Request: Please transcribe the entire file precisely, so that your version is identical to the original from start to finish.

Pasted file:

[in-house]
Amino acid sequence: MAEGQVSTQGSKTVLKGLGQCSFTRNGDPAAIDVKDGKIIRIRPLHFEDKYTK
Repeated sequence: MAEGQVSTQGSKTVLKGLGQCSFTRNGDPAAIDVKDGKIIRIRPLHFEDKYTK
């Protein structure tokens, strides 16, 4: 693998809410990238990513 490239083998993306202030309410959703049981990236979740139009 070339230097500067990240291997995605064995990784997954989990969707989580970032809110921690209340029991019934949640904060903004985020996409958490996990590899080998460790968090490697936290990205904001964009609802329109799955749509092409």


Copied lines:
[in-house]
Amino acid sequence: MAEGQVSTQGSKTVLKGLGQCSFTRNGDPAAIDVKDGKIIRIRPLHFEDKYTK
Repeated sequence: MAEGQVSTQGSKTVLKGLGQCSFTRNGDPAAIDVKDGKIIRIRPLHFEDKYTK
């Protein structure tokens, strides 16, 4: 693998809410990238990513 490239083998993306202030309410959703049981990236979740139009 070339230097500067990240291997995605064995990784997954989990969707989580970032809110921690209340029991019934949640904060903004985020996409958490996990590899080998460790968090490697936290990205904001964009609802329109799955749509092409």